The assassination of Austrian Archduke Franz Ferdinand in 1914 triggered long-simmering tensions between European countries into full-scale world war. Immediately, two major military alliances were forged; Germany and Austria-Hungary signed an agreement to support each other in a European war; Russia and France reached an arrangement of their own. No country wanted to be left without allies, so each nation spent a great deal of money and energy arming itself for war.
All these developments, along with the deep underlying trends that we have covered in this course, made war seem inevitable. Everyone thought that the new technologies of industrialization would make war quick and decisive. The railroads could quickly transport large numbers of troops and equipment, and once a country started mobilizing, it would be hard to stop without giving the enemy an advantage.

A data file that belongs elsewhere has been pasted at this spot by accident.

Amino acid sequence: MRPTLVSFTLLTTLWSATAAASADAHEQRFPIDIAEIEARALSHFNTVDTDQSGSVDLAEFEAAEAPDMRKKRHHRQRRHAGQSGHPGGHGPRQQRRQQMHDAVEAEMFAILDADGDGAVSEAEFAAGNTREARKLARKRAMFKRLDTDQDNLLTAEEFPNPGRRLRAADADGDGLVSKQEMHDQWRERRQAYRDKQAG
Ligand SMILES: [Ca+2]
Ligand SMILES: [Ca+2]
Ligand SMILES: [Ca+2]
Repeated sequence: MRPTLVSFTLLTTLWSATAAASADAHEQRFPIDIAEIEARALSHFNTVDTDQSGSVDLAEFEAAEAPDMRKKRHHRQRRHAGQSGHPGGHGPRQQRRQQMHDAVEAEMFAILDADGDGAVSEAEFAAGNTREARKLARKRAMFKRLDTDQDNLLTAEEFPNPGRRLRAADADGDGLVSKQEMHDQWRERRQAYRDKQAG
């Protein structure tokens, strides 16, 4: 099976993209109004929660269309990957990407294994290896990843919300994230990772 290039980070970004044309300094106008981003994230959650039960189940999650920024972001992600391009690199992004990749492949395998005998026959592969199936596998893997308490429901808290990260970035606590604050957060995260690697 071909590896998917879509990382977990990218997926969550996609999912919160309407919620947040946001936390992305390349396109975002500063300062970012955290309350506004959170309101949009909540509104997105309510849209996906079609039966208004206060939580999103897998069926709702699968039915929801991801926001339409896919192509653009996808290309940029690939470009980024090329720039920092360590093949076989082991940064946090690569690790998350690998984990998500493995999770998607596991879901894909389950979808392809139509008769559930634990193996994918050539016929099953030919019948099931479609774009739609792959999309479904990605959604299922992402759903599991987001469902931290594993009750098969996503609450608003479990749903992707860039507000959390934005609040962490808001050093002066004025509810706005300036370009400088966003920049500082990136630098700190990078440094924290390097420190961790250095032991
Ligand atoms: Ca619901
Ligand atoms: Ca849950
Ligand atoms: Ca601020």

Imperialism was another factor driving Europe toward war. Countries like Germany and Russia felt they should have control over lands beyond their borders. This created tension between the larger nations and often led to rivalry as each empire sought out more land to own and rule.
Despite all of these factors, some historians argue that better diplomacy could have delayed the outbreak of war. However, others point out that the pace of military developments meant that even the best diplomats could not keep up. For example, the sinking of the passenger ship Lusitania by a German U-boat in 1915 helped turn American public opinion against neutrality.